Fantomas has a modular project structure.
The parser (
Fantomas.FCS), the core library (
Fantomas.Core) and the command line application (
fantomas) are the main components of the solution.
This is a very custom fork of the F# compiler. We only expose a single parse function to construct the untyped syntax tree.
We achieve this by taking the files necessary to compile the F# parser from source (via custom code in a
This limits the dependency footprint that our compiler has, compared to the official F# compiler NuGet package.
Note that the AST returned by
Fantomas.FCS looks identical to what the official F# compiler returns.
However, the AST is not binary compatible. It is most likely that Fantomas contains a newer version of the Syntax tree than the official F# compiler.
The heart of Fantomas is the core library. It contains the core logic reconstructing source code from the AST.
Fantomas can be used as a library, see
CodeFormatter.fsi to learn what APIs are exposed.
The command line application is the main entry point of the solution.
It exposes the core functionality and also takes care of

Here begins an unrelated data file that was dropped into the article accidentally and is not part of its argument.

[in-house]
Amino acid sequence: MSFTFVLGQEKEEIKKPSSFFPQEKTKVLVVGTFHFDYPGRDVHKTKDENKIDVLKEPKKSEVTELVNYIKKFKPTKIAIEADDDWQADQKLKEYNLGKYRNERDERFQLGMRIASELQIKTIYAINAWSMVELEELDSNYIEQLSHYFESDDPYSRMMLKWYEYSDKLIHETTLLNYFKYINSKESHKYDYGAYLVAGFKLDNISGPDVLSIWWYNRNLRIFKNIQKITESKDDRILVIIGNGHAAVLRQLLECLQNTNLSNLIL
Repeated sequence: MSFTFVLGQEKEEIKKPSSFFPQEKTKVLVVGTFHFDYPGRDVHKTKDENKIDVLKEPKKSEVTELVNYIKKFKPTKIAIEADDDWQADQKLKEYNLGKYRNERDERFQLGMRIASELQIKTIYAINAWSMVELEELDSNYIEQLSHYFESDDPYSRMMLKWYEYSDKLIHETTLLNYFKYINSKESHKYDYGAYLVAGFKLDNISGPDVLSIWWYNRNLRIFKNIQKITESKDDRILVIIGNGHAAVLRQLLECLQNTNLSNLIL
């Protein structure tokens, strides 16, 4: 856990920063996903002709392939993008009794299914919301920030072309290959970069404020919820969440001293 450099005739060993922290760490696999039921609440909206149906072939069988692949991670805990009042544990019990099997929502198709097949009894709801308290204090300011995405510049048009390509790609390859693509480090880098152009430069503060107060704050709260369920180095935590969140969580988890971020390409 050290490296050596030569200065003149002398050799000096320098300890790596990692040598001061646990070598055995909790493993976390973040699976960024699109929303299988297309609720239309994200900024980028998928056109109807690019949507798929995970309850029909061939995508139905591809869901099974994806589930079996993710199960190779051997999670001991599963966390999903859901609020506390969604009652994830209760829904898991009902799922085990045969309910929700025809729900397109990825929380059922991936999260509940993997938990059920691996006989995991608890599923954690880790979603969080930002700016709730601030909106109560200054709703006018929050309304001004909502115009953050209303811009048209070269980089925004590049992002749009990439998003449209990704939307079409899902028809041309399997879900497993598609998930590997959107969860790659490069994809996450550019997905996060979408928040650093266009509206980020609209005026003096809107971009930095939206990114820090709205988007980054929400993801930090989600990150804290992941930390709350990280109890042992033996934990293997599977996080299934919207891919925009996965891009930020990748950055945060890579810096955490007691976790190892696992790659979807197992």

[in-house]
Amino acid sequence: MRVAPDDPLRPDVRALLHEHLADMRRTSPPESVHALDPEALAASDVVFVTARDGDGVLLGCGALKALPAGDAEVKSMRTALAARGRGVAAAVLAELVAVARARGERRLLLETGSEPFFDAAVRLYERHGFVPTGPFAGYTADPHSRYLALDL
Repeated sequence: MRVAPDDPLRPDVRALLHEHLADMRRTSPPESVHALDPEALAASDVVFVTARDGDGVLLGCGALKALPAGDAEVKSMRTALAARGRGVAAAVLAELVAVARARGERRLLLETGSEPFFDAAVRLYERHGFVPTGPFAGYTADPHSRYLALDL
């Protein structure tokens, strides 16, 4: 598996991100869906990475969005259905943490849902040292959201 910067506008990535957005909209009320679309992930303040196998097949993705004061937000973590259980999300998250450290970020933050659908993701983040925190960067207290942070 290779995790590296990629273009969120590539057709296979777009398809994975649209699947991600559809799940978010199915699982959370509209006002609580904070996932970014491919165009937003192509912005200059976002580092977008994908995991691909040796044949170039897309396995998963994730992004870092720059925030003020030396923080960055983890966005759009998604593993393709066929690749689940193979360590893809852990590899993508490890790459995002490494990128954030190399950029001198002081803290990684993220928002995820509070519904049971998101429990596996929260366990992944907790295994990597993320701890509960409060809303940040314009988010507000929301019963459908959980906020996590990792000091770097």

A BenchmarkDotNet project used to measure the performance of the core library.
We format a fixed revision of
CodePrinter.fs as part of our CI process, to detect potential regressions.
A standalone library project that editors can use to interact with the
fantomas commandline application.
Editors do not use
Fantomas.Core, instead they use the
Fantomas.Client library to connect to a
fantomas dotnet tool.
This allows end-users to bring their "own version" of Fantomas.
This selected version could then later be re-used to verify if all files were formatted in a CI scenario.
A suite of unit tests that target the core formatting functionalities of
A suite of end-to-end tests that run the actual
fantomas command line application.
A suite of end-to-end tests that will verify the
Fantomas.Client code against released versions of